Lung tumours

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A lung tumour (small cell carcinoma of the lung) - centre of image. (WC/Rosen)

Lung tumours comes to pathology to get diagnosed.

This article deals with the surgical pathology (core biopsies, lung resections). Pulmonary cytopathology is dealt with in the pulmonary cytopathology article.

An introduction to lung pathology is found in the pulmonary pathology article.

Lung tumours overview

Schematic overview of lung cancer (clinical)

 
 
 
 
 
 
 
 
Lung cancer
 
 
 
 
 
 
 
 
 
 
 
 
 
 
 
 
 
 
 
 
 
 
 
 
 
 
 
 
 
 
 
 
 
 
 
 
 
Primary
 
 
 
 
 
 
 
Metastatic
 
 
 
 
 
 
 
 
 
 
 
 
 
 
 
 
 
 
 
 
 
 
 
 
 
 
 
 
 
 
 
NSCLC
 
 
 
SCLC
 
 
 
 
 
 
 
 
 
 
 
  • NSCLC = non-small cell lung cancer.
  • SCLS = small cell lung cancer.

Basic pathologic approach to lung cancer

 
 
 
 
 
 
Lung cancer
 
 
 
 
 
 
 
 
 
 
 
 
 
 
 
 
 
 
 
 
 
 
 
 
 
 
 
 
 
 
 
 
 
 
 
 
 
 
 
 
Adenocarcinoma
 
Squamous
cell carcinoma
 
SCLC
 
LCLC
  • LCLC = large cell lung cancer.
  • SCLS = small cell lung cancer.

Notes:

  • Most lung cancer fits into one of the above categories.
  • All types may be metastatic. Pathologists usually don't have to sort this out, as the clinican often knows whether a given lesion is metastatic (when correlated with radiology).
  • Lung cancers may have a mixed morphology, e.g. SCLS may have squamous component.[1]
  • Categorization as non-small cell lung cancer (NSCLC) should be avoided, as treatment is now somewhat dependent on subcategorization.[2]

Major types (primary)

Mnemonic ASSL:

Epidemiology

  • Adenocarcinoma is the most common (primary lung cancer).[3]
  • Adenocarcinoma is the non-smoker tumour - SCLC and squamous are more strongly associated with smoking.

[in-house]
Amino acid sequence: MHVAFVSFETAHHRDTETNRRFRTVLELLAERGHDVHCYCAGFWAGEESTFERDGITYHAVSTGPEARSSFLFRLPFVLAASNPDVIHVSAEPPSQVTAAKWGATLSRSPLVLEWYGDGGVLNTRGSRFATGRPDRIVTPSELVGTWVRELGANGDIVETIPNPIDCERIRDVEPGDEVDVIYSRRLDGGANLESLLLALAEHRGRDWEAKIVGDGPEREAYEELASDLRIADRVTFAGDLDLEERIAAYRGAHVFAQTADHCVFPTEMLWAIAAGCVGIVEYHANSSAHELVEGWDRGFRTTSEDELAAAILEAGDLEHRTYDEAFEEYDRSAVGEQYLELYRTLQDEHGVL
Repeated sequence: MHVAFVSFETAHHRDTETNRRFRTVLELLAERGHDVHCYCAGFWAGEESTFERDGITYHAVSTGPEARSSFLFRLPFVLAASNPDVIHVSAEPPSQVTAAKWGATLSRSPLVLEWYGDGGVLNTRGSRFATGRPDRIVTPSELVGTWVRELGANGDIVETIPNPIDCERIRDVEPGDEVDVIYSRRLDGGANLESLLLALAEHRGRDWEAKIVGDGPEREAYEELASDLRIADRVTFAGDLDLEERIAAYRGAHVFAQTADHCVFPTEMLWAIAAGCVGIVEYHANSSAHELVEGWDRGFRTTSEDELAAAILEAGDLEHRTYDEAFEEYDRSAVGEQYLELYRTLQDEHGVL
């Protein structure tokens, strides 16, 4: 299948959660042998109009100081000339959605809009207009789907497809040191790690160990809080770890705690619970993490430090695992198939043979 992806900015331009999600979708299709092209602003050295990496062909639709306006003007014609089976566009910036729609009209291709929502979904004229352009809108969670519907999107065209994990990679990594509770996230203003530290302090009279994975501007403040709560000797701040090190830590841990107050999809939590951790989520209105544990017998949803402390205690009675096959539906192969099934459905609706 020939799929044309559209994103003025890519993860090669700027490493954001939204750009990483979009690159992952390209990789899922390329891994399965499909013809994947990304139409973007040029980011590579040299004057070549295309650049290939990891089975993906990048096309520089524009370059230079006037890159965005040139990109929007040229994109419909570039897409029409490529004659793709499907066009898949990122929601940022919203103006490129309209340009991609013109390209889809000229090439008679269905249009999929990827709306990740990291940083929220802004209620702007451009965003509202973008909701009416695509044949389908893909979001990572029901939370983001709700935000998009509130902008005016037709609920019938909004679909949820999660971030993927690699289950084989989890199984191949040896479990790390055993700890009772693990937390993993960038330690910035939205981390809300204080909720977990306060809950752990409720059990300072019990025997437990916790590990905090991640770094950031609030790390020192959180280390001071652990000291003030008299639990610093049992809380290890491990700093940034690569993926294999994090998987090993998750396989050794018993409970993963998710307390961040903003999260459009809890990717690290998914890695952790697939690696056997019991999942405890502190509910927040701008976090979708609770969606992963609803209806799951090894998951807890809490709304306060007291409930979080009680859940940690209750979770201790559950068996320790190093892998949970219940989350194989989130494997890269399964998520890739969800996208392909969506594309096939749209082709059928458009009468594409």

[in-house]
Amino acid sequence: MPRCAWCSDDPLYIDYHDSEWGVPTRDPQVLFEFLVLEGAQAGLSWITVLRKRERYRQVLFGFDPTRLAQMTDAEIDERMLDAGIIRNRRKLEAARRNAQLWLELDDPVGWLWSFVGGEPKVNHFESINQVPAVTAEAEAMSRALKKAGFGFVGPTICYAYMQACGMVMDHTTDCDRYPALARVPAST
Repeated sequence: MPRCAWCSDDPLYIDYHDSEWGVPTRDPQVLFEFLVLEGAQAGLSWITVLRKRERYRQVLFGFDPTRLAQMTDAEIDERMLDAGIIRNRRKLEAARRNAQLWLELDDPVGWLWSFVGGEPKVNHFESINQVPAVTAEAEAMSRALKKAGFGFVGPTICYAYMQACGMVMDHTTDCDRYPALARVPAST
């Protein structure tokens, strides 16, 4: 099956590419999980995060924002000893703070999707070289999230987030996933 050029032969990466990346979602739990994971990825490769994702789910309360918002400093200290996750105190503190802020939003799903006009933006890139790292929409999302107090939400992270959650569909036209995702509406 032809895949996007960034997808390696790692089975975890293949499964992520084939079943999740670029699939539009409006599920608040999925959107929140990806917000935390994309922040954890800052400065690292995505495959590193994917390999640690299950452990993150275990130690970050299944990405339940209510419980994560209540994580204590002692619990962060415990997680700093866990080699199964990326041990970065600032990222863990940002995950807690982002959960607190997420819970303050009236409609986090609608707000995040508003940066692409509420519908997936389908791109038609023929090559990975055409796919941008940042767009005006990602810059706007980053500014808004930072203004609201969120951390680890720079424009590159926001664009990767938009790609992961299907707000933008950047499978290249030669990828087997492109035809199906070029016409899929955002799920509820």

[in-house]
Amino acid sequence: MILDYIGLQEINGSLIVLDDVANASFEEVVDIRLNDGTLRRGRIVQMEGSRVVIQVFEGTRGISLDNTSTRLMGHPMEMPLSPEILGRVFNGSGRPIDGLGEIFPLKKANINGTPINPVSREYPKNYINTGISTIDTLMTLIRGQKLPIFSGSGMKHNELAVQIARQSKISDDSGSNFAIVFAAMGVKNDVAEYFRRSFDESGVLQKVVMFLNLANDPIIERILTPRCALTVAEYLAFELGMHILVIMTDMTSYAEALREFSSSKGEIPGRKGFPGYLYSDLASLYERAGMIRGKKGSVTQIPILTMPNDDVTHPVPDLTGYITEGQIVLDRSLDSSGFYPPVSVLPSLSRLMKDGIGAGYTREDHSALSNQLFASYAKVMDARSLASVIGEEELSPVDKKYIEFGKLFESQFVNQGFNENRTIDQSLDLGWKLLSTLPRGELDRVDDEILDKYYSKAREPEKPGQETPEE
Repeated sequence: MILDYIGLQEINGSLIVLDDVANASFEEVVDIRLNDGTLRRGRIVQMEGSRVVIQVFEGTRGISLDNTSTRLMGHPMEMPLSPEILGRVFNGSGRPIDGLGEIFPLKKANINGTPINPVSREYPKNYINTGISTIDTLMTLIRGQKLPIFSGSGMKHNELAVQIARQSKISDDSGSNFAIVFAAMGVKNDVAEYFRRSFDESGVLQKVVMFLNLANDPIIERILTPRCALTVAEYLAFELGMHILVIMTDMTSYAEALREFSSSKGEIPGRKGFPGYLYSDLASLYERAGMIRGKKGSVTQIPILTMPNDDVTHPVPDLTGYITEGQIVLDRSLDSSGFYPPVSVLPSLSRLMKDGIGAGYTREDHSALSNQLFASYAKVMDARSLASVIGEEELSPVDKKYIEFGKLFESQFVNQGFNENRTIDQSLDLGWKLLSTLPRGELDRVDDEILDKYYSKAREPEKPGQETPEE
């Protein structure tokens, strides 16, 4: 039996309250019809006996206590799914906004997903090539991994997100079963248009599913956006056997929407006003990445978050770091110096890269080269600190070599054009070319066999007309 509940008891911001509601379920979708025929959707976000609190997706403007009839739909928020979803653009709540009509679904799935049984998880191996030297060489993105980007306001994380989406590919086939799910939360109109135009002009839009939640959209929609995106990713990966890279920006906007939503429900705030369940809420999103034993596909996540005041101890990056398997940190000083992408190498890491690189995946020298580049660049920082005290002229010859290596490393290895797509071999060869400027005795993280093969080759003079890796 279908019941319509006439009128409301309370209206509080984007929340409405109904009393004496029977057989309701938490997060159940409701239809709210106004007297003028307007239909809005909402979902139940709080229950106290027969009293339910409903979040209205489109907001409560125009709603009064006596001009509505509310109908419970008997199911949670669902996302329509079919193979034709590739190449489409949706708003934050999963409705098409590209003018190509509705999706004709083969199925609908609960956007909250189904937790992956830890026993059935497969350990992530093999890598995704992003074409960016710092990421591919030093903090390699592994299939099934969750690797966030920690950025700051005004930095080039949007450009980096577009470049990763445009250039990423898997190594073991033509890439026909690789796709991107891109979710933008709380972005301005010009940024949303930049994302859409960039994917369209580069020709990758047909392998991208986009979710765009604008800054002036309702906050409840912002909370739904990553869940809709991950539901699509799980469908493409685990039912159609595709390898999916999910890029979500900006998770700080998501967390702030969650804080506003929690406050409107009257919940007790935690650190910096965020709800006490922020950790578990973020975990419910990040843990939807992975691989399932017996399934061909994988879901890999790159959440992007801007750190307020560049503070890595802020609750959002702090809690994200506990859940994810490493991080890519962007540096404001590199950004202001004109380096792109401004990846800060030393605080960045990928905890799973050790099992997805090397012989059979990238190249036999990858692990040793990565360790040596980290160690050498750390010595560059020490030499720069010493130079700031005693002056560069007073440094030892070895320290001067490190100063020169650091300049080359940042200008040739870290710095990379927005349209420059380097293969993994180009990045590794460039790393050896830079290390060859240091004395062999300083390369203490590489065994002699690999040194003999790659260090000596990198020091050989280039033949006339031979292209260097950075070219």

Distribution

  • Distribution - think about the location of letters in mnemonic ASSL.
    • Adenocarcinoma is usually periperal, i.e. smaller airways.
    • Squamous cell carcinoma and small cell carcinoma are typically central.

Margins in lung

Margin in pneumonectomy specimens include:

  • Vessels (artery, vein).
  • Airway (bronchus).
  • Soft tissue (lymphatics, fibrous tissue and lymph nodes).[4]

Notes:

  • The traditional teaching is there are only hollow structure margins (artery, vein, airway) - yet the bronchial margin has been divided into mucosal and extramucosal.[5]
  • Peribronchovascular soft tissue involvement is a poor prognosticator but not an independent predictor if considered within the TNM staging.[4]

Management of primary lung cancer

Management in the past was determined by categorization into:

  • Small cell cancer.
  • Non-small cell cancer (includes adenocarcinoma, squamous cell carcinoma, large cell carcinoma).

Microscopic features overview

Adenocarcinoma

  • Glands or cytoplasm with mucin.

Squamous cell carcinoma

  • Distinct cell borders with intercellular bridges.
  • Eosinophilic cytoplasm.

Small cell carcinoma

IHC

There is a great review paper by Jagirdar.[6]

Small cell carcinoma

Note:

  • CD56 - cytoplasmic.[8]

Adenocarcinoma

Squamous cell carcinoma

  • CK7 -ve, CK20 -ve.
  • HMWK +ve.
  • Usually TTF-1 -ve.[10]
  • p40 +ve.

Primary vs. secondary

  • TTF-1 is considered useful.[6]
    • 75% +ve adenocarcinoma
    • 11% +ve SSC
    • 50% +ve large cell carcinoma
    • 0% +ve mesothelioma
    • significant rates of +ve in some metastatic tumours -- see article by Jagirdar.

Note:

Neuroendocrine tumours

Overview

  • This is a group of tumours that has benign (e.g. carcinoid tumour of the lung) to malignant (e.g. small cell lung carcinoma) behaviour.[12]
  • They are thought to arise from pulmonary neuroendocrine cells.[13]

Classification

The grouping can be divided into four types:[14]

  • Small cell carcinoma.
  • Large cell neuroendocrine carcinoma.
  • Typical carcinoid.
  • Atypical carcinoid.

Notes:

Cytologic features

Cytologic features useful for differentiation:

  • Small cell carcinoma: necrosis, scant cytoplasm, mitoses.
  • Typical carcinoid: often more cytoplasm, no necrosis, low mitotic rate (MIB1: scant staining).
  • Atypical carcinoid: higher mitotic rate/MIB1 than typical carcinoid,[15] no necrosis.

Notes:[14]

  • Large cell and small cell tumours behave in a similar fashion; large cell can be considered a morphological variant of small cell.
  • 9/10 of carcinoids are typical and usually have a good prognosis, i.e. do not metastasize.
    • Central location (vis-a-vis peripheral location) tends favours typical carcinoid over atypical carcinoid.

Malignant tumours

Adenocarcinoma of the lung

  • AKA lung adenocarcinoma.

Bronchioloalveolar carcinoma

Abbreviated BAC.

The term is no longer used in the new classification;[16] it is now "adenocarcinoma in situ" - see lung adenocarcinoma.

Squamous cell carcinoma of the lung

Small cell carcinoma of the lung